The pressure started mounting that weekend when an unknown woman was seen spraying her front window with the Star of David, and the Jewish Defense League (JDL) held a peaceful picket outside the store Sunday evening. Hawkins declined to file charges against the woman.

By Monday, all of Toronto’s major Jewish advocacy groups and many members of the Jewish community had galvanized like never before. Ontario’s Premier Doug Ford tweeted that the language used by Hawkins was “disgusting” and should be condemned.

That morning I woke up to ugly comments on my Instagram page by several of her followers. One posted a comment under the lovely picture of my first post-COVID visit after four months with my 90-year-old dad saying, “Is that a rat holding his hand?”

That same day Hawkins, a single mother who is in her mid-thirties, received letters from both the Ritualfood delivery app and Uber Eats indicating they were severing their ties with Foodbenders.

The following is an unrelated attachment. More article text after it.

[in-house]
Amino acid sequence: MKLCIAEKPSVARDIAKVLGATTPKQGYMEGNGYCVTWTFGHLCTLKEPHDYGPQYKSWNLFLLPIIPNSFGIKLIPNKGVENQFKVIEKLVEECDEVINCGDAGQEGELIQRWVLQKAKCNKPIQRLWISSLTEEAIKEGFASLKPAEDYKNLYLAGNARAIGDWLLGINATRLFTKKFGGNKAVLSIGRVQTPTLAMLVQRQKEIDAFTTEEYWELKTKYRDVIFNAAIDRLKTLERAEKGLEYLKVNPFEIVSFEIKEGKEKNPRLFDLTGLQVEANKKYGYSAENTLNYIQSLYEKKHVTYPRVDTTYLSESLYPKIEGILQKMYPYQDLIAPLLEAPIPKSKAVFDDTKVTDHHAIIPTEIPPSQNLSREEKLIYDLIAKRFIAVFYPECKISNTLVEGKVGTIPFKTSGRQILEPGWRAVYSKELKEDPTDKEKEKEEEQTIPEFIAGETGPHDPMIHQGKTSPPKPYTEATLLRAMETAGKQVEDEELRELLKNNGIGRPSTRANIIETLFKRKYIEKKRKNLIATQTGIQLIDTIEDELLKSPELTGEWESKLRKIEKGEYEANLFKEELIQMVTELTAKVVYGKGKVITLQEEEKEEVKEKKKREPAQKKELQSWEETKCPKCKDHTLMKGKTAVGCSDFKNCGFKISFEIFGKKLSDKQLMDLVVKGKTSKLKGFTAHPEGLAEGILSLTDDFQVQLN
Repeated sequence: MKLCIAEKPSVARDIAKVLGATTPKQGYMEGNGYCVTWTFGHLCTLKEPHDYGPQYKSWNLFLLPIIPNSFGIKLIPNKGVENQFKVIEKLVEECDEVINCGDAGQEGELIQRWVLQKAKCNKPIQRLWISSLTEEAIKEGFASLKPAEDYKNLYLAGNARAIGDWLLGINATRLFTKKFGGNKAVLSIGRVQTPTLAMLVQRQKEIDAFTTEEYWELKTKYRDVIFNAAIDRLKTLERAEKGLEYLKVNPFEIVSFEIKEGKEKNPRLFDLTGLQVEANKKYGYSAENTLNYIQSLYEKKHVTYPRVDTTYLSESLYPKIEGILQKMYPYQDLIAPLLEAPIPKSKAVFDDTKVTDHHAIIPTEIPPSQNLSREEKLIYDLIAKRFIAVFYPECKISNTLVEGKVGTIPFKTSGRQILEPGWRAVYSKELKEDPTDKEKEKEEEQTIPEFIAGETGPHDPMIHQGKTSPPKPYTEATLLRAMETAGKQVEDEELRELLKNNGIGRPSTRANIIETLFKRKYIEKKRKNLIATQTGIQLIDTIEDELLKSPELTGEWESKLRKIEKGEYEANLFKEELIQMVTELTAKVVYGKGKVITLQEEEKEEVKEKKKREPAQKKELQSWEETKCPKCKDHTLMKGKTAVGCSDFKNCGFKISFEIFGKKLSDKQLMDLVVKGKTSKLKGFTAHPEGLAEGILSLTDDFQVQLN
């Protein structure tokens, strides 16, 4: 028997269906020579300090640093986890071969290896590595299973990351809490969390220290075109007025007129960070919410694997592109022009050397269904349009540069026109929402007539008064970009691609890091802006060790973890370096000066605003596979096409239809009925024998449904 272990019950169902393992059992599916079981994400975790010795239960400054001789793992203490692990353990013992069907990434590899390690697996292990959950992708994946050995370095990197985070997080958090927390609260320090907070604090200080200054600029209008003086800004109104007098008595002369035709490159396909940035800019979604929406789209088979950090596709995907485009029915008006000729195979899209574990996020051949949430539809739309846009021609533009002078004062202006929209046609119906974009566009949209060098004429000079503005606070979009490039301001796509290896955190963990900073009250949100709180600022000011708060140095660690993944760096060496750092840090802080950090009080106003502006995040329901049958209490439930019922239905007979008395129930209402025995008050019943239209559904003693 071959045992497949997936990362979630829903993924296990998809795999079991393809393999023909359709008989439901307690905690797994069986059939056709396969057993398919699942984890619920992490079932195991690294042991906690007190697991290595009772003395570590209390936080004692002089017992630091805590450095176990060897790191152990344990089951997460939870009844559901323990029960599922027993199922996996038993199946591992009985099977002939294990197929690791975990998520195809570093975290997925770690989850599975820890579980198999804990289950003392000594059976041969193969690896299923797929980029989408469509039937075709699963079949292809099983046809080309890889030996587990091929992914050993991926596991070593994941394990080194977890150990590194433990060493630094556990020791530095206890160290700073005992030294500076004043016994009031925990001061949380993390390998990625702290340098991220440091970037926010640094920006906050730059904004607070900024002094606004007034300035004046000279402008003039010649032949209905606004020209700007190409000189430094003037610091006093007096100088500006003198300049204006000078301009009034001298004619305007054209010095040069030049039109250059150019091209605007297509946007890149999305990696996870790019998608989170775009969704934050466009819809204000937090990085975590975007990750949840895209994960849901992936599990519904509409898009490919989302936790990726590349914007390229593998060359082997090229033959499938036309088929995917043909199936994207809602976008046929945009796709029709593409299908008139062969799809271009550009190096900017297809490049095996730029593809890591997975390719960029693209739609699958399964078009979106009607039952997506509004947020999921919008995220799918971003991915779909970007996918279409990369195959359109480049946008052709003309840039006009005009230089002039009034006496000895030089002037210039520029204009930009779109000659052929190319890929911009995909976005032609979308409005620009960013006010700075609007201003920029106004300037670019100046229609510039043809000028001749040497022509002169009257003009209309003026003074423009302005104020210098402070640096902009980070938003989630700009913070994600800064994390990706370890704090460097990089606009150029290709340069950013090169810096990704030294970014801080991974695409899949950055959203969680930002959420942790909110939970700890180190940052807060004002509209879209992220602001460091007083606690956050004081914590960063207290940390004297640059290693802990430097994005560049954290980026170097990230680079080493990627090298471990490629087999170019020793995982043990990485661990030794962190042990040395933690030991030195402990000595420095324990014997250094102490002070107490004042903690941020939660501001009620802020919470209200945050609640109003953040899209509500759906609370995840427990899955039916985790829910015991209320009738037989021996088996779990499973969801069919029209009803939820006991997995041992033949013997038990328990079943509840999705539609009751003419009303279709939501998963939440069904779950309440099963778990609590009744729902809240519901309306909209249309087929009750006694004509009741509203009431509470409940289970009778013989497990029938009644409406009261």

On Tuesday, a DoorDash spokesman told me they too have decided to also remove Foodbenders from its platform for failing to follow its community guidelines.

“We do not tolerate any form of malicious, discriminatory or hateful behavior and any violation of this policy is grounds for deactivation,” the spokesman said.

At least two of the stores and cafes to which Foodbenders supplies products followed close behind, breaking their ties with Hawkins’ company.

By Wednesday, the Square payment system had also deplatformed her.

But Hawkins remained unrepentant, advising her increasing number of Instagram followers—a situation about which she bragged – that they should boycott Uber, which “supports the illegal occupation by an apartheid state” and that she wasn’t prepared to stop until Palestine was free. She appeared to enjoy fomenting hate on social media.

On Tuesday Hawkins alleged in an e-mail to me that I’d caused her “substantial suffering” and that my visit to her store was “totally out of line.”

She continued to insist she did not equate the state of Israel or Zionism to Judaism and does not hate Jewish people in any way. She added that she was “sorry” if people interpreted what she said as “hate” because that was not what she intended.